We have not held our leaders accountable. The rule of law in application applies only to some of us. I believe we are at a tipping point with all of this. It is one thing to mouth lofty principles, it is something all together different to live by them, all of us included.

Unless we go back to our foundational principle of the rule of law, we are a country that lets different crime families/political parties take turns running the country.

Some New Agricultural Workers On My Farm

I have recently done some immigration work on my mini farm here in West Topsham. I needed more help in the coop so I added some feathered friends that have an English background, Speckled Sussex to be exact.

As you can see, they are a fine looking immigrant and will soon be a productive memeber of the farm. I am thinking early this fall they should be really helping with the egg production as I have a strong demand. I suppose you might think of them as an illegal immigrant as they do not have any papers. I slipped them across the border and got them set up on my farm before the ICE folks knew what I was up to. It was like the old days, folks crossed over and were welcome if they were willing to work and be part of my grand design. We used the northern route and avoided all the hubbub with the Ellis Island crowd.

My Speckeld Sussex have a distinguished history. They have an English background and some were responsible for feeding the United Kingdom during the War. They are a dual purpose chicken, great egg layers, and also fine for meat as the hens will get up to about 7-9 lbs., not that I am going to eat my new friends. I cannot quite bring myself to eating my flock.

The addition of my new girls brings my flock number up to 19 hens. I used to have a rooster, a miserable fellow, big Buckeye with reddish feathers. He liked to strut around the yard and jump on hens constantly. When he wasn’t abusing the gals, he was fond of one I named “Stormy Daniels,” he would attack me if my back was turned to him. I finally had enough evidence to send him to rooster jail forever. No more real estate deals or porn playmates for this guy. I couldn’t stand him anyway – just a big blowhard.

Back to my immigration story – the new gals are doing well. The flock has welcomed them and they are fitting right in. I have plenty of work for them all so nobody is going to take anybody’s job. It’s a big coop with lots of space for more so tight quarters are not a problem. I have noticed the newcomers kind of stick together and seem to have their own neighborhood. I think they like the comfort of being with birds of a feather and they do have their own customs. That’s ok, I enjoy all the rich culture they provide. Maybe I should think about celebrating all this cultural diversity with a heritage parade sometime, might be fun for everyone.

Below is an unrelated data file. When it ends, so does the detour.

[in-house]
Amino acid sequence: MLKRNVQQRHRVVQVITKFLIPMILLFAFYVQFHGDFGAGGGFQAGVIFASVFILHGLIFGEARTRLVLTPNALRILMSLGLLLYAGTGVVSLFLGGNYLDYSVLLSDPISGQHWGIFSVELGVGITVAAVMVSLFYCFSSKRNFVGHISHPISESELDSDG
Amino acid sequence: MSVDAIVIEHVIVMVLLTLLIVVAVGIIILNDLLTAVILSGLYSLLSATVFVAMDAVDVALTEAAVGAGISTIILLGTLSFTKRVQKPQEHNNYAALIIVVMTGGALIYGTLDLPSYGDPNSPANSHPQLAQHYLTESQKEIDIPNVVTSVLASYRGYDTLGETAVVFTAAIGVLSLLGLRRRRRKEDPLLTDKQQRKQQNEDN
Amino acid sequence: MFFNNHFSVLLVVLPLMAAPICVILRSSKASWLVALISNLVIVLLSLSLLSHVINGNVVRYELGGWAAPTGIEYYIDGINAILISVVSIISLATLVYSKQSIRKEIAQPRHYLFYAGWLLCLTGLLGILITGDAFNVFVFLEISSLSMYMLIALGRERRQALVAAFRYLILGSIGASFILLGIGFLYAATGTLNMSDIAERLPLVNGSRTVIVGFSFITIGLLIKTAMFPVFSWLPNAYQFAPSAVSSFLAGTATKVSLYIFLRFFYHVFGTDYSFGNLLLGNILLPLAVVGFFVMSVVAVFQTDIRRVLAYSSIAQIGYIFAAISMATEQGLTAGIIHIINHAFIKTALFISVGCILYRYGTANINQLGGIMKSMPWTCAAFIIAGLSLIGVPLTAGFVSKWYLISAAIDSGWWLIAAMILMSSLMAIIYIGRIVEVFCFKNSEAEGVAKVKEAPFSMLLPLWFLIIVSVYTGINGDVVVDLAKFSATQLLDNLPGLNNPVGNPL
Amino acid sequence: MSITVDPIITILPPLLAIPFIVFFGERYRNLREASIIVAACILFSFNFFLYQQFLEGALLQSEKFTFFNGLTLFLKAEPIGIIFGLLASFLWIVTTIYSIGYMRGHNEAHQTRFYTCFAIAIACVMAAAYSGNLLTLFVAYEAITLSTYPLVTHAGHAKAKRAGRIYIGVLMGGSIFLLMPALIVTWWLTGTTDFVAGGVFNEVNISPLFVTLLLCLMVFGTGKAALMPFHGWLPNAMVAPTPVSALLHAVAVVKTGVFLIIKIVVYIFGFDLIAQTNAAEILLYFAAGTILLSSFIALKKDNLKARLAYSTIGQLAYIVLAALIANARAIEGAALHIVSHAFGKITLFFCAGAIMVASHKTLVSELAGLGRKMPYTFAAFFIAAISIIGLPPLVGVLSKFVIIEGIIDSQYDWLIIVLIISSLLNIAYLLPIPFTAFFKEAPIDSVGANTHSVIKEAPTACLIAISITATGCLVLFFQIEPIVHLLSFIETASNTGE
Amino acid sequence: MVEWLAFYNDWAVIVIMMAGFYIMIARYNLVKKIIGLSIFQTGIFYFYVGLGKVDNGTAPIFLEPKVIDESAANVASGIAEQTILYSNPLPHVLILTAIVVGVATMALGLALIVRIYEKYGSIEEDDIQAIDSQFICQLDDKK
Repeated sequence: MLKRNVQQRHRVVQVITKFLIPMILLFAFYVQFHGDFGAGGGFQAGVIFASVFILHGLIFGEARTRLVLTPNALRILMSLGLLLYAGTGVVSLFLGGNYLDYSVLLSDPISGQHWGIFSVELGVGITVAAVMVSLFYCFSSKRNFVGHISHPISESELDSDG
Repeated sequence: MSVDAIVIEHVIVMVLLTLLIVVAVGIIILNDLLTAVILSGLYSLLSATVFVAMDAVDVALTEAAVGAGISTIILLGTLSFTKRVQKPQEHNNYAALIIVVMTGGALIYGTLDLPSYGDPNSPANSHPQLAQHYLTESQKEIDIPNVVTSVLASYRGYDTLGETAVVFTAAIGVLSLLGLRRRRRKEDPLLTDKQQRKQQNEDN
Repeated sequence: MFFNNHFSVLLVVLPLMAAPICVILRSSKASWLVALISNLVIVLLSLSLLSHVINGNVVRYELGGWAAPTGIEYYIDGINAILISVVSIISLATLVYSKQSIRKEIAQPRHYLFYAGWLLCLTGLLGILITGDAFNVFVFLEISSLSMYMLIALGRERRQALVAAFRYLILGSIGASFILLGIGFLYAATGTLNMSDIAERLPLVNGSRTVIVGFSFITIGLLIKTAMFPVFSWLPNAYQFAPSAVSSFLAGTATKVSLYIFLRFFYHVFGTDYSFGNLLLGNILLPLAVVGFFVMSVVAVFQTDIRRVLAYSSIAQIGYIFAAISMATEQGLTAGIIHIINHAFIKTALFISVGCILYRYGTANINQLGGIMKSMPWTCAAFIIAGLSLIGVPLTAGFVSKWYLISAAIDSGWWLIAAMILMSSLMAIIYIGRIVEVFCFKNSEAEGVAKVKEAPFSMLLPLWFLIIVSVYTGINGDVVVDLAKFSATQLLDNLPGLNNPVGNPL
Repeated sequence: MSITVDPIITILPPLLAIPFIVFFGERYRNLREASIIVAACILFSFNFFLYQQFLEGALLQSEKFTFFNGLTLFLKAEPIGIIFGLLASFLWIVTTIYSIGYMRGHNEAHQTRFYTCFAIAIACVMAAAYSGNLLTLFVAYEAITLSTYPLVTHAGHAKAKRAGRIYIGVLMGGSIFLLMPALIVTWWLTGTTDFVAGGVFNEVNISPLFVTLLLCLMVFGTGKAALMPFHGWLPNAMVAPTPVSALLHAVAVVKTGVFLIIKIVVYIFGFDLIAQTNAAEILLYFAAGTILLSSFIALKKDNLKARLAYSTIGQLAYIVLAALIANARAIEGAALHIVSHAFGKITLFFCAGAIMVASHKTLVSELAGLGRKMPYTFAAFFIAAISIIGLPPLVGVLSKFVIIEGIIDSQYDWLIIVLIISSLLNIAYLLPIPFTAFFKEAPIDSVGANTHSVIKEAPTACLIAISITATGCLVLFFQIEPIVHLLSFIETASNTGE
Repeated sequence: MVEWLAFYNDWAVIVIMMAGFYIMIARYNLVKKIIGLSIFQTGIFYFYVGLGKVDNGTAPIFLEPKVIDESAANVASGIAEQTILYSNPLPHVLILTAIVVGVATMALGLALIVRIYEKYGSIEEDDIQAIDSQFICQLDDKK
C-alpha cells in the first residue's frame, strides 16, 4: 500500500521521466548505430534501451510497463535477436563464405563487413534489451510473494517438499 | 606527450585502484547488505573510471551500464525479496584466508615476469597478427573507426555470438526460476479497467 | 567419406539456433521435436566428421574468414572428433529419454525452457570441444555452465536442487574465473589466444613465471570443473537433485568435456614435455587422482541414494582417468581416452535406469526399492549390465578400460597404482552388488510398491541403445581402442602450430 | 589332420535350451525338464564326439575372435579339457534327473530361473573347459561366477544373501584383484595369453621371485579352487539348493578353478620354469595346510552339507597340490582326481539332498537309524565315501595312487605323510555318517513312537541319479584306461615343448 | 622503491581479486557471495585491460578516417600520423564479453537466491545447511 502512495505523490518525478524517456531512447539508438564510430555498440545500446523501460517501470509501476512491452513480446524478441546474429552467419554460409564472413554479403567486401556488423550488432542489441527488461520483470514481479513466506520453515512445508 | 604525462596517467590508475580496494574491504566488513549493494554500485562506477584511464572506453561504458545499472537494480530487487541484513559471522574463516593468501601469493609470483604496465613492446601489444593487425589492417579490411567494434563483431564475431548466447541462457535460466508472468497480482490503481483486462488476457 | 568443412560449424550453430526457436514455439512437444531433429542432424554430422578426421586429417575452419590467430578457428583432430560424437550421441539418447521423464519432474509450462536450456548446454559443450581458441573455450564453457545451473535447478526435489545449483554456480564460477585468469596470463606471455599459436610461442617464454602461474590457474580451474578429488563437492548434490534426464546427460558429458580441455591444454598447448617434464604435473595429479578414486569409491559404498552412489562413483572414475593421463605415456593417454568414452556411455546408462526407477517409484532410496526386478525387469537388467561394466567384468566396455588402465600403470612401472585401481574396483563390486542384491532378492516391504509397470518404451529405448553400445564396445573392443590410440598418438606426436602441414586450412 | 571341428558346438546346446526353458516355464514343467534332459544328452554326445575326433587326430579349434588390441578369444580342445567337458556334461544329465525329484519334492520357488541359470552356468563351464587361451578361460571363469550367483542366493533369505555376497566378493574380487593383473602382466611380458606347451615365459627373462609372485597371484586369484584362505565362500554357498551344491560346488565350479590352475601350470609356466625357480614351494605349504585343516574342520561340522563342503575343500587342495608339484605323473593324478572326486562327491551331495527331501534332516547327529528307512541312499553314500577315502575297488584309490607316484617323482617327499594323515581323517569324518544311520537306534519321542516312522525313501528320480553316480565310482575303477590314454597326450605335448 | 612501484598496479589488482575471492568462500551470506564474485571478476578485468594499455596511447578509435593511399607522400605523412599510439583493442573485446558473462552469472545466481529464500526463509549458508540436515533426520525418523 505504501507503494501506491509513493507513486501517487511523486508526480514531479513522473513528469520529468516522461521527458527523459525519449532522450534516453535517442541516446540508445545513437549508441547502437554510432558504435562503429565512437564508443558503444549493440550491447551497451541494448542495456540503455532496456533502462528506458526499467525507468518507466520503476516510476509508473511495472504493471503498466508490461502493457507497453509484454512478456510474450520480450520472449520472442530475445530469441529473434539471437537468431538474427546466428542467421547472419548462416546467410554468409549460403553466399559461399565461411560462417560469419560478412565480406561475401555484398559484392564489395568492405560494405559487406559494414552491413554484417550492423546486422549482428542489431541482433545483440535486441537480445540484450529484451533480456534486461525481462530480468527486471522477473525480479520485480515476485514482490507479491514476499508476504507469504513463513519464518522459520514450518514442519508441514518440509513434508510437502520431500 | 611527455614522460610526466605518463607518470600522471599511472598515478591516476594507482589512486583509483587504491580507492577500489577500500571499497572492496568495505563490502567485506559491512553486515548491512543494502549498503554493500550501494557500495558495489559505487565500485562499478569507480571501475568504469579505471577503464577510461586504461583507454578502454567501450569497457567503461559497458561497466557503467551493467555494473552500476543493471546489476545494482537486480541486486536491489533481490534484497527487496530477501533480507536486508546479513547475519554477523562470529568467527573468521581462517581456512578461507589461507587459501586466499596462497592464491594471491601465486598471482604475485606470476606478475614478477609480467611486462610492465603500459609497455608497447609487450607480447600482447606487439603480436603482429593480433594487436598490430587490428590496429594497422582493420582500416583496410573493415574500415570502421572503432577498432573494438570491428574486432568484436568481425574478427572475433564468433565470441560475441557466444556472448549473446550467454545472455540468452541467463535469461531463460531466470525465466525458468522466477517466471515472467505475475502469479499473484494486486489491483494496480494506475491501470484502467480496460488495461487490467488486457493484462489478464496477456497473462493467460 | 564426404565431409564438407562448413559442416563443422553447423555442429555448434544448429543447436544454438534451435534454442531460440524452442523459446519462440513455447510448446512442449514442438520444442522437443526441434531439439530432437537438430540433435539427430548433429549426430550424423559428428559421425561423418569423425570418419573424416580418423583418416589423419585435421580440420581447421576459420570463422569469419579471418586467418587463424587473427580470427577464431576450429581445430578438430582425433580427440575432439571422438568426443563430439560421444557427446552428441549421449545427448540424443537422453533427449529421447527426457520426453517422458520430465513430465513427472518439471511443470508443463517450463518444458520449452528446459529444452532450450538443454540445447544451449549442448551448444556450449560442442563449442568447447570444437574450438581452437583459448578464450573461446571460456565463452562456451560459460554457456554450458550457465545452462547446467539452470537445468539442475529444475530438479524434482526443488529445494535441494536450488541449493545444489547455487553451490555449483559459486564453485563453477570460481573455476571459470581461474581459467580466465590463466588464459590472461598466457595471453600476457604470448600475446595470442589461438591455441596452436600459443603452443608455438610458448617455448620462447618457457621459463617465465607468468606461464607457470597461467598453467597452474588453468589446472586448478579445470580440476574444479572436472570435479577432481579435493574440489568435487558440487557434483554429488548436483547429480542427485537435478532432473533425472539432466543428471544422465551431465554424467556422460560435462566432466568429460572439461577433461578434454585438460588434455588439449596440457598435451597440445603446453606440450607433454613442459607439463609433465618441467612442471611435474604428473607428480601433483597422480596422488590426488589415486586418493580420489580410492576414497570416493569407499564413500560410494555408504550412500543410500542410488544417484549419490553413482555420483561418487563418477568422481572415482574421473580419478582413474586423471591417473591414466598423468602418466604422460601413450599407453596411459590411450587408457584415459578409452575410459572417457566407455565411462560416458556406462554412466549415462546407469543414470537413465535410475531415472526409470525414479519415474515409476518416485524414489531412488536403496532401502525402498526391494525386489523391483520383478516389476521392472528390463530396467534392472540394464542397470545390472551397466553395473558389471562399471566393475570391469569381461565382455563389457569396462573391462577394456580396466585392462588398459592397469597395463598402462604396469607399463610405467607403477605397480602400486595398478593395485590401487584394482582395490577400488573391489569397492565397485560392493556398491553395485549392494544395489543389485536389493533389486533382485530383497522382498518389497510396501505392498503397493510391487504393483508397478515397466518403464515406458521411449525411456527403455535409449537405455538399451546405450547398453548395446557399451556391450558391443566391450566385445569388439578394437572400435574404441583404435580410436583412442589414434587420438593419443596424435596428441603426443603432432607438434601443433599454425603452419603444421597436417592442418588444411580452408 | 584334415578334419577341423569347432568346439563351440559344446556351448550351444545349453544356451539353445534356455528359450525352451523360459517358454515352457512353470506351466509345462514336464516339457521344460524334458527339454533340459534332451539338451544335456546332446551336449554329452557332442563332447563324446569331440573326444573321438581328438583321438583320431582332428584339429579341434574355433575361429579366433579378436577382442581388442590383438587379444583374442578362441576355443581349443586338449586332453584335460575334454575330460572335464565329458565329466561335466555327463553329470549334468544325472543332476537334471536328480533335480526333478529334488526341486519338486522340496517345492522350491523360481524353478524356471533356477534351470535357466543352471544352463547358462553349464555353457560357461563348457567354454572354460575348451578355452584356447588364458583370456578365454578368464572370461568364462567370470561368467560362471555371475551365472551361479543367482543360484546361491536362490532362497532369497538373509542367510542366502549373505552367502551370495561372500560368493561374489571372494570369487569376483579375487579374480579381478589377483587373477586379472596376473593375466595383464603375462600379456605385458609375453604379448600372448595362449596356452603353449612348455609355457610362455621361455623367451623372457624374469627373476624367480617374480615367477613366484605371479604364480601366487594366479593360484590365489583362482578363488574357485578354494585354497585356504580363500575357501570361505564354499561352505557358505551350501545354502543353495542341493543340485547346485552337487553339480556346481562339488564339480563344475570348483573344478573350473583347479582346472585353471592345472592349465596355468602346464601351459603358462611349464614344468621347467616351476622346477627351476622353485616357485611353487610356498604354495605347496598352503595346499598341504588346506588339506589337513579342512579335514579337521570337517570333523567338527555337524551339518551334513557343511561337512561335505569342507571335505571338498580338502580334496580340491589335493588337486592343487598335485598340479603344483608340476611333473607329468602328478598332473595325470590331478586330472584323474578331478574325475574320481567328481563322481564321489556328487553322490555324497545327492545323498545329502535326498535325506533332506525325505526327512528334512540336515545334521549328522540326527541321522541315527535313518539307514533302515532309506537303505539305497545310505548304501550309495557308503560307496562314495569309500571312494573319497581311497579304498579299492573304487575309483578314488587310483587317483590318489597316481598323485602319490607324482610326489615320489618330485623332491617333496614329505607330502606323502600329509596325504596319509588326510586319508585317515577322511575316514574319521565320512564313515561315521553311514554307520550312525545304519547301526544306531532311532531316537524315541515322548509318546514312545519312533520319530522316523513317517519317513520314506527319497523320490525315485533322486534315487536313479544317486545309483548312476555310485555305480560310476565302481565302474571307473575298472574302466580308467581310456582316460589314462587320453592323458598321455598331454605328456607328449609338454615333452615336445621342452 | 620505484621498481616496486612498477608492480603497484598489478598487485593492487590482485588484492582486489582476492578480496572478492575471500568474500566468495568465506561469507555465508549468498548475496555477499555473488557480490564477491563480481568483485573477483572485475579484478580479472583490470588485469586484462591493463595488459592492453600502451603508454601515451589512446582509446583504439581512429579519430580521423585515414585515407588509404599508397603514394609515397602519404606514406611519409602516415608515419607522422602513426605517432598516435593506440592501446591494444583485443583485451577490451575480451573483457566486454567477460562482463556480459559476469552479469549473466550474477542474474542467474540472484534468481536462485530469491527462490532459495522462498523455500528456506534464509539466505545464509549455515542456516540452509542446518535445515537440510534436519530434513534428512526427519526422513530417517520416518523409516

They are all “good eggs,” and even my old Puritan bird, a Plymouth Barred Rock has taken to the new English gals without any troubles. Prior to the actual addition to the flock, I let them see and meet each other for a few days in an adjoining pen. Once they have gotten beyond introductions, I have had good luck merging them into the main flock.

I enjoy being their friend and sponsor. They seem to appreciate me and give me lots of nice eggs. Sometimes I think they work too hard, but you know immigrants, they want so bad to be accepted and part of the whole. I am guessing this was the same for when my great grandfather came over from Scotland to quarry granite in Barre. I remember hearing my grandparents and parents tell me their wish for me was to grow up and be a good American. Well, I try, and the closer I get to being a little farmer, the closer I am to my roots. It’s all about fitting in and doing what you can, working hard, and finding a place at the table.

I think my new gals will do just fine.

What Direction?

I read recently the results of a current poll that finds most Americans on both sides of the aisle feel the country is headed in the wrong direction. Well, there is very little I find myself in agreement with today, but this is one of those times I nod my head, “yes.”

If you know me this comes as no surprise. I have never been much of a joiner of anything. Really, only those groups I sort of had to like being in my grade in school. Joining always seemed highly overrated to me and kind of took away my being me.

Let’s get back to the mutual agreement that the country is headed in the wrong direction. Due to the timing of my birth in the early aftermath of WWII, I grew up as a “boomer,” sort of a silly tag, but I was never asked about what to call the generation born in the first years after the War. Statistics have long said there are lots of us. You have to remember tv was in its infancy then, reception was poor to none existent in many parts of the country, and we had a lot of parents damn glad to have survived the War. “Buffalo Bob,” “Howdy Doody,” “Ozzie and Harriet,” and “I Love Lucy” were our reference points. Listening to my parents and grandparents talk, it seemed a common phrase was “…during the Depression…” I had no idea what this meant, but it seemed to be a time that had a strong impression on the adults in my life, especially my grandparents. I could connect enough dots to recognize that it was a hard time and one nobody wanted to go back to – that would have been the “headed in the wrong direction…” for those that lived through it.